October is Domestic Violence Awareness month across the nation. This offers a platform for discussing a widespread problem that affects millions of men and women each year. It is a serious problem that knows no prejudice; it happens in all types of relationships including all socioeconomic levels, cultural, religions and genders. It is estimated that the financial cost exceeds 58 billion dollars per year and the emotional costs spans generations.
According to the Bureau of Justice Statistics Office of Justice Programs, 1 in 4 women during their life will experience some form of domestic violence in their lifetime and every 1 in 3 women who are a victim of homicide is murdered by their partner. Every year over 4 million women experience assault and/or rape by their partner 3 million children witness the abuse happening. Men are also victims of domestic violence but women are more likely to be hospitalized due to physical damage and are more likely to report the abuse. While these numbers are alarming, all forms of domestic violence and assault are largely under reported.
Domestic violence is not an issue of poor anger management skills, it is really a crime about power and control. Most people relate it to physical abuse which is often present but the psychological, emotional and sexual abuses that are also present are just as damaging.
Those who are abusers have a high need for control and want to feel in charge. They tend to dominate their partner through fear, guilt, shame and intimidation. These include name calling, threatening to hurt children, animals or other family members. They often yell, smash things, or put weapons on display. They may control the finances, are generally jealous and keep their partner isolated from family and friends. The abusers tend to blame others for their emotions and mistakes. Abusers tend to be jealous and possessive; viewing their partner as a possession.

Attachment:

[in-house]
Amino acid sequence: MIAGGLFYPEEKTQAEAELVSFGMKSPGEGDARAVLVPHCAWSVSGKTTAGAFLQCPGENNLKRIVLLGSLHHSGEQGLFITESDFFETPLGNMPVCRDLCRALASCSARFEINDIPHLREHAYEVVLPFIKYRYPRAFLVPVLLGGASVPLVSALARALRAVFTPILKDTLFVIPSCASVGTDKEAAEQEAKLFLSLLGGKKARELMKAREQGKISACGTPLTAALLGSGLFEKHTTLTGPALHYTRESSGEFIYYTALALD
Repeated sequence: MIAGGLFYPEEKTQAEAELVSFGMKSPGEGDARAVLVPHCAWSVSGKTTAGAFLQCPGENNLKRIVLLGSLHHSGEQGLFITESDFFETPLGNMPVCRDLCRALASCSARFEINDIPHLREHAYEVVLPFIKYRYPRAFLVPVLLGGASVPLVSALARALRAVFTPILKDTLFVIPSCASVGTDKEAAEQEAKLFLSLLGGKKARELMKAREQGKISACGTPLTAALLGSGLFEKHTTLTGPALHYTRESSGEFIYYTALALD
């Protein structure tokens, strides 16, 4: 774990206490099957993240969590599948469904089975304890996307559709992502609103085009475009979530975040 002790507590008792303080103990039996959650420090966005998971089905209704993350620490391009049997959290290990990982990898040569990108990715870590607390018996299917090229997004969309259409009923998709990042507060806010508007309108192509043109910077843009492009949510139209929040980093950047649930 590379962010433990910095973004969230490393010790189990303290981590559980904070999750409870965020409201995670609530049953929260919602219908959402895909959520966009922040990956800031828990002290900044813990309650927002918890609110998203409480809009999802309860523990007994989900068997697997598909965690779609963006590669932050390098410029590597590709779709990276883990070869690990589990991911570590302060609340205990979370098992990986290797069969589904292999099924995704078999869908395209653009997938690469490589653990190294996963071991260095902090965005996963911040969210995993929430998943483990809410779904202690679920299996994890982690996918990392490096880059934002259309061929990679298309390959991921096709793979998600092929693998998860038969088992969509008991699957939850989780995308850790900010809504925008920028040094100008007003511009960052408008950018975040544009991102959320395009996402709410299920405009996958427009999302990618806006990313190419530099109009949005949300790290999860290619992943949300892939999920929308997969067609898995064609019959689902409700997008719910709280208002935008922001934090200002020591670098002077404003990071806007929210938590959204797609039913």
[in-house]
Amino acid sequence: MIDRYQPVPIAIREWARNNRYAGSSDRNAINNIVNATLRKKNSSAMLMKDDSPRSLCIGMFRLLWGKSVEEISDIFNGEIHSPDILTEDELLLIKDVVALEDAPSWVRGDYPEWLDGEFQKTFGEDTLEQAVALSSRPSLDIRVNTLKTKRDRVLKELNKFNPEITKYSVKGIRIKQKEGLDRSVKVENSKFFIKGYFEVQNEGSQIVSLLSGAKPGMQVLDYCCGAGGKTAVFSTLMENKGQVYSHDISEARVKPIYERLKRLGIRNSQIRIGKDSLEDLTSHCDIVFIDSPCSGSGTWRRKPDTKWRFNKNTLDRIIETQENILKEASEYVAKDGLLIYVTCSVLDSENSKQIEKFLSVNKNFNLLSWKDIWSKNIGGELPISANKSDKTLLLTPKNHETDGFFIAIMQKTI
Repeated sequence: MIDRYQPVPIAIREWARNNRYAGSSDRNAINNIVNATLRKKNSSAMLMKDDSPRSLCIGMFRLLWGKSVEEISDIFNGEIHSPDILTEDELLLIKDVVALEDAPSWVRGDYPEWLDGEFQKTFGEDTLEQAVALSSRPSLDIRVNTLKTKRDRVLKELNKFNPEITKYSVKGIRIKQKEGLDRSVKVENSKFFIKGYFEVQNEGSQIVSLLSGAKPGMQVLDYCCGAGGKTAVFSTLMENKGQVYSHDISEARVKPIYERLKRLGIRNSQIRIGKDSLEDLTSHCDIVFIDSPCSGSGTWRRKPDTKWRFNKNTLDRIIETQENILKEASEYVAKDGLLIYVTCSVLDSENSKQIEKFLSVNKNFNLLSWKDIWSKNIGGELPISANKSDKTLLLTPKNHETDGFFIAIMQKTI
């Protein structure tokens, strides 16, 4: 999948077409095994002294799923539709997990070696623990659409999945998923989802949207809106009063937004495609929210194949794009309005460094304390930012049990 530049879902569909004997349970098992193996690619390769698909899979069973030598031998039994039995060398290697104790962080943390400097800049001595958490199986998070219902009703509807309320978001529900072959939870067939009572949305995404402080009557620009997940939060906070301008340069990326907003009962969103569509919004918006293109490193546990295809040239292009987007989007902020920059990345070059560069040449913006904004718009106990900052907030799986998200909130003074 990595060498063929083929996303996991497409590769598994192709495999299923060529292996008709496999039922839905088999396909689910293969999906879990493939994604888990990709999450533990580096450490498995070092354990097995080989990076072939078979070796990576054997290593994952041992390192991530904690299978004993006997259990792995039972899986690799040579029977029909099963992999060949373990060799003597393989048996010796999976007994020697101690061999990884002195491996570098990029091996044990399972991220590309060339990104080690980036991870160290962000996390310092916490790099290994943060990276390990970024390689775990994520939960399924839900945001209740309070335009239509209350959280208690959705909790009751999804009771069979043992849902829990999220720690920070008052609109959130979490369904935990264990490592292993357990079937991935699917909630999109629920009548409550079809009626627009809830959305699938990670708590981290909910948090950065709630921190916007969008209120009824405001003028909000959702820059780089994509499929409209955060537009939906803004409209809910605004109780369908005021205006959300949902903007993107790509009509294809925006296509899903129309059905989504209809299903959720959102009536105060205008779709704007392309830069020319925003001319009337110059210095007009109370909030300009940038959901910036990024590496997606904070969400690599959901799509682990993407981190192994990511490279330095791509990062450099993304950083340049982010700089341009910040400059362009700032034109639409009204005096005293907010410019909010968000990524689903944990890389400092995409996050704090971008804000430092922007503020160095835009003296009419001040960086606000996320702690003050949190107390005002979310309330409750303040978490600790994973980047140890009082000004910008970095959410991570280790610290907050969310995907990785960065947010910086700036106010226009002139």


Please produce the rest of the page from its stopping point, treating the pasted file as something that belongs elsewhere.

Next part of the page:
This emotional abuse continuously chips away at the victim’s self-worth and independence. Survivors of domestic violent relationships often suffer with anxiety, depression, sleep disturbances, flash backs and emotional distress. Victims feel trapped and helpless. They are generally financially dependent, have little support and fear for their own lives as well as the lives of their children.
If you suspect someone you know is living in an abusive relationship do ask them if something is wrong, express concern, listen and validate their feelings and concerns. Do not wait for them to ask for help. Do not judge or blame the victim for remaining in the relationship or place conditions on them. Support their decisions and offer help.
If you are a victim of any form of abuse, there is help available. There are places that can help you and your children. Friends and family will often support you if you tell them the truth of the situation. Do not feel guilty or blame yourself for the situation. It is not your fault. Counselors can help make you make a plan, recover from the negative effects and begin healing. You don’t have to do it alone.
National Domestic Violence Hot Line 1-800-799-SAFE